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Pardon Me, Prime Minister - Theatre Royal Windsor

Published by: Kate Braxton on 27th May 2015 | View all blogs by Kate Braxton



We're just embarking upon a six week repertory run at Windsor Theatre Royal, kicking off with Edward Taylor and John Graham’s satirical farce Pardon Me, Prime Minister, writers of the BBC radio hit The Men From The Ministry. And I adore the idea of getting rep back into our historical theatres. But this might be a slightly controversial stance after last night's first night in the cabinet office sited in Windsor.

Plot: The Prime Minister, Rt. Hon. George Venables and his Chancellor are preparing a puritanical budget, taxing amusements such as bingo, gambling and night-clubs. On the afternoon before its presentation, however, George is ‘outed’ as the father of pretty young Shirley, the result of a post-party conference night many years ago. But is he? All is not what it seems. We have a nod to Gordon Brown in the Chancellor Rt Hon Hector Crammond and Rodney Campbell acts as deferential Parliamentary Private Secretary whose personal complications are added into the mix.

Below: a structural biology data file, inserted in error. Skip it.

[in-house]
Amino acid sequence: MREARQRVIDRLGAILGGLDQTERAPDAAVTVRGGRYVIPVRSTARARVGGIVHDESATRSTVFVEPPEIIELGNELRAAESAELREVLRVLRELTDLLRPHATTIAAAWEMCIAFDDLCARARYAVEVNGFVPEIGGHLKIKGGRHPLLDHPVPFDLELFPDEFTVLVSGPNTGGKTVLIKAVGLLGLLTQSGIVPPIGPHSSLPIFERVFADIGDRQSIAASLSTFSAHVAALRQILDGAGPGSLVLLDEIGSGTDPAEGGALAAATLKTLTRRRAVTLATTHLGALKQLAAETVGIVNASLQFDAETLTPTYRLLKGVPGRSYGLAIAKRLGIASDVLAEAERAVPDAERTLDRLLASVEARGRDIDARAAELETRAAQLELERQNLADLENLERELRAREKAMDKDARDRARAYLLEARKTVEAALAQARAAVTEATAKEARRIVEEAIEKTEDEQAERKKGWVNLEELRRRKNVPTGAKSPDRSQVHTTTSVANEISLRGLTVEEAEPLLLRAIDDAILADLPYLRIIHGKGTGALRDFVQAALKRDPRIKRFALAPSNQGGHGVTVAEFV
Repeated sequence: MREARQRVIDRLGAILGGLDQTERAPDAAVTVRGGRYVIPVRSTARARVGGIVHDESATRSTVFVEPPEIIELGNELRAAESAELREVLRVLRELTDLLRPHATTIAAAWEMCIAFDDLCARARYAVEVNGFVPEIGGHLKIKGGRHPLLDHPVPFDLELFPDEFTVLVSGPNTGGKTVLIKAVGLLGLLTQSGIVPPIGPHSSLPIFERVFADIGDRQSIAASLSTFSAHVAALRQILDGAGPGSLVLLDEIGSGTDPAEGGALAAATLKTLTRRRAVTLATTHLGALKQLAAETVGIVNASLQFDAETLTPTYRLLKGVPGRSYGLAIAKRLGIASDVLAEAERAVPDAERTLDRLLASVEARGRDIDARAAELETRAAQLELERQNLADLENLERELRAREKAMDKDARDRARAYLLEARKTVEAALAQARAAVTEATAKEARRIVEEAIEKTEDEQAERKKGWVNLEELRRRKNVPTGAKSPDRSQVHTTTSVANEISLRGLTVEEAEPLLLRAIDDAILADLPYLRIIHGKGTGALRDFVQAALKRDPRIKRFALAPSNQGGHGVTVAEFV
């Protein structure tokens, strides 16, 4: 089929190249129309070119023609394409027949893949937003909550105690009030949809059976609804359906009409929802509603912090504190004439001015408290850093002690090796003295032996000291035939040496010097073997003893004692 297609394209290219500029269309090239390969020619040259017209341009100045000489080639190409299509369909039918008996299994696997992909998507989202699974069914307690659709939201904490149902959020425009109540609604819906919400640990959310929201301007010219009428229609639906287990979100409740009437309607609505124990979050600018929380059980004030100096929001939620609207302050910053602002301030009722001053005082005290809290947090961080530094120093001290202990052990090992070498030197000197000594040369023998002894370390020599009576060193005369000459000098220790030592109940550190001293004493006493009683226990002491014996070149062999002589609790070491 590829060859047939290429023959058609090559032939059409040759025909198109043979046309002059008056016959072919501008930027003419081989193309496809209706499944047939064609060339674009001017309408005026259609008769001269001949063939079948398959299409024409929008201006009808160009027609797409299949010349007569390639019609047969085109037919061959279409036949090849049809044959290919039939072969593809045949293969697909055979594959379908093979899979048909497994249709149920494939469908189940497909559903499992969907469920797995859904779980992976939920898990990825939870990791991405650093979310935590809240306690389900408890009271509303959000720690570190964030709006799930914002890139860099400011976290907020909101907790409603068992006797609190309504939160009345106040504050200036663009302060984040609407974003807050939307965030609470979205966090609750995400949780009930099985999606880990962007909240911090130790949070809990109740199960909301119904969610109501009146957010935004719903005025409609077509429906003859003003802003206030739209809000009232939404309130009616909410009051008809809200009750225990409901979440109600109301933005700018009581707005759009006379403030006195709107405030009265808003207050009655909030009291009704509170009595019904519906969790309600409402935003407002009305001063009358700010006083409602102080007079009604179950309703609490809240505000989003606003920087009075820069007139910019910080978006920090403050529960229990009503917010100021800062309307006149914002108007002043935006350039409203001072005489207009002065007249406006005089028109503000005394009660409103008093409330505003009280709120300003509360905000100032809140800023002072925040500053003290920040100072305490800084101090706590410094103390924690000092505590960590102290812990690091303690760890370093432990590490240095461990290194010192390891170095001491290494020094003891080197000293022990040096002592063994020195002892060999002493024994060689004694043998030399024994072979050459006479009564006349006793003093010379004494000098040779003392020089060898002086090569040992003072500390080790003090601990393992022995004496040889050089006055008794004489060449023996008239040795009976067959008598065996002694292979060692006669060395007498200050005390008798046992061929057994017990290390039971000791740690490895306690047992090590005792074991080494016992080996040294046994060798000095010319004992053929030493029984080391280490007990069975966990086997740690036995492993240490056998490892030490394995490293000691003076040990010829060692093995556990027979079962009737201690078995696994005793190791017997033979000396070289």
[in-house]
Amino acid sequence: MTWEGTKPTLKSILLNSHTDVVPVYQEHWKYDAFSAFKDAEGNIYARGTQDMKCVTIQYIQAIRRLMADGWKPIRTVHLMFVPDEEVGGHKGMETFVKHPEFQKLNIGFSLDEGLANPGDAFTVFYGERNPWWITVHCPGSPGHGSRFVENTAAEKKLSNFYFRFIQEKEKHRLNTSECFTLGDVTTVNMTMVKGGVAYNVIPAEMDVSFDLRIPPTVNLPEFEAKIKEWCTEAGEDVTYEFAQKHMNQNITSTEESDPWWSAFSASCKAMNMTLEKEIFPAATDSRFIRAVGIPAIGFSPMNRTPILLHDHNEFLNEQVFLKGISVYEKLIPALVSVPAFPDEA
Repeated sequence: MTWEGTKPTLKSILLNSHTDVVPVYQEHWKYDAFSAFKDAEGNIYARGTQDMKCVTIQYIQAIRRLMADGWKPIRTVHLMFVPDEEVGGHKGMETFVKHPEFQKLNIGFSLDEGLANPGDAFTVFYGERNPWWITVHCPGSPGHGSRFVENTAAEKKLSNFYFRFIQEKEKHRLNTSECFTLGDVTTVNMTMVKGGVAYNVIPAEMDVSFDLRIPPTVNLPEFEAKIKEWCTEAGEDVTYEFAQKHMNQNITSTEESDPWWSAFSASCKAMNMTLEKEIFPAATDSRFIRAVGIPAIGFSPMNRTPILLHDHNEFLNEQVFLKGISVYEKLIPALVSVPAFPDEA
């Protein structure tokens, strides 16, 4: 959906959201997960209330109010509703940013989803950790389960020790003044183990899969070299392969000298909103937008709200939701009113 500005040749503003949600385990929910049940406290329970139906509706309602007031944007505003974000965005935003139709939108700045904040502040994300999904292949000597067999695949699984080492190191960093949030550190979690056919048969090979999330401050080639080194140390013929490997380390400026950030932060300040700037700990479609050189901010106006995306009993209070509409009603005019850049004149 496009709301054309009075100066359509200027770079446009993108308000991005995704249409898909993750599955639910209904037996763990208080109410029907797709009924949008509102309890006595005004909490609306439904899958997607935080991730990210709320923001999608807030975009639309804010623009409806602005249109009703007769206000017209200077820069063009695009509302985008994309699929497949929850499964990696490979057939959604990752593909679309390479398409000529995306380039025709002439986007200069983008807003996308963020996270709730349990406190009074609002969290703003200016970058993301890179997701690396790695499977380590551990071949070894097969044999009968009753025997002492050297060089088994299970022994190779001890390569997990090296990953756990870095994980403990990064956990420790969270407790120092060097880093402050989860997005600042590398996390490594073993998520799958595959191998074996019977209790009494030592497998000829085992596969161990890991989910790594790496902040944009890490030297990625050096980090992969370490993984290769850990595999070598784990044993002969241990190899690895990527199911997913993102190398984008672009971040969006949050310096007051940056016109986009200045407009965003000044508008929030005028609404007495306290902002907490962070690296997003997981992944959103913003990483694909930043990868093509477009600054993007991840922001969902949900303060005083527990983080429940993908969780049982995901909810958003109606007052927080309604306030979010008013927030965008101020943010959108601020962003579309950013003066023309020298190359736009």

And sadly it's a thin plot. Farce for farce’s sake. Despite the odd reveal, the knicker-drops cause no jaw-dropping moments, and at last night’s opening, little more than a few titters teetered in the house.

We remain in the Prime Minister’s study at 10 Downing Street throughout the play across four scenes, which set scene one as a Spring afternoon, then five minutes later, then fifteen minutes later and finishing with ten minutes later. But quite honestly, this production provides 2 hours of wishing it was ‘laters’.

Our PM is played in a lanky Cleese-eque fashion by Jonathan Ray, jerking and spine-flipping awkwardly from door to door. Plenty of doors, as expected. Sarah Kempton’s Shirley is quite a fun watch, as is Nova Skipp’s Dora, the PM’s wife. But there it stops, I’m afraid.

You can’t excuse a professional company for not appreciating the timing required to make farce work effectively, and this doesn’t. It’s stilted and uncomfortable to watch. The actors should be virtually overlapping each other’s words to keep an appropriate tempo. But it was dis-engagingly staccato, with waaaaaay too many dialogue gaps, and it felt under-rehearsed.

Ray Cooney this isn’t, so I’d run for your life and wait for next week’s show, which I hope will flow, when we’ll get Sweet Revenge.

Running Tuesday 26 - Sat 30 May 2015

Theatre Royal Windsor, 32 Thames Street, Windsor, West Berkshire SL4 1PS
Box Office: 01753 853888



  • Cameron Lowe
    by Cameron Lowe 3 years ago
    Thanks, Clare. One of the great things about Rep performances is that they are like buses ... if you don't like this one, another will be along in a minute! :)
  • Kate Braxton
    by Kate Braxton 3 years ago
    Clare didn't write that, so we ought to exonerate her from blame :-)
  • Cameron Lowe
    by Cameron Lowe 3 years ago
    Oops, schoolboy error, Kate. Sincere apologies!
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